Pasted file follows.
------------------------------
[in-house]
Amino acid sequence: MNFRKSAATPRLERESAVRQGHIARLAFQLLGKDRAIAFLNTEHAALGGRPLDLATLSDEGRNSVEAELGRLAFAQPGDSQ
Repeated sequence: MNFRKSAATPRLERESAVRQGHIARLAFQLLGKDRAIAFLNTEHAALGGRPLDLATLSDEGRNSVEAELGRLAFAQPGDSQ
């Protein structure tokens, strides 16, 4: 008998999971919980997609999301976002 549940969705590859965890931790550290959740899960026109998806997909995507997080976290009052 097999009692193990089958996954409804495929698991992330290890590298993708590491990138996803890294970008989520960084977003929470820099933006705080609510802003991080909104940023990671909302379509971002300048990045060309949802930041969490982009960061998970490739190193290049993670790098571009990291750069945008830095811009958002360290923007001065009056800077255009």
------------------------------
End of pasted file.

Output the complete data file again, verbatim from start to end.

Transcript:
[in-house]
Amino acid sequence: MNFRKSAATPRLERESAVRQGHIARLAFQLLGKDRAIAFLNTEHAALGGRPLDLATLSDEGRNSVEAELGRLAFAQPGDSQ
Repeated sequence: MNFRKSAATPRLERESAVRQGHIARLAFQLLGKDRAIAFLNTEHAALGGRPLDLATLSDEGRNSVEAELGRLAFAQPGDSQ
């Protein structure tokens, strides 16, 4: 008998999971919980997609999301976002 549940969705590859965890931790550290959740899960026109998806997909995507997080976290009052 097999009692193990089958996954409804495929698991992330290890590298993708590491990138996803890294970008989520960084977003929470820099933006705080609510802003991080909104940023990671909302379509971002300048990045060309949802930041969490982009960061998970490739190193290049993670790098571009990291750069945008830095811009958002360290923007001065009056800077255009």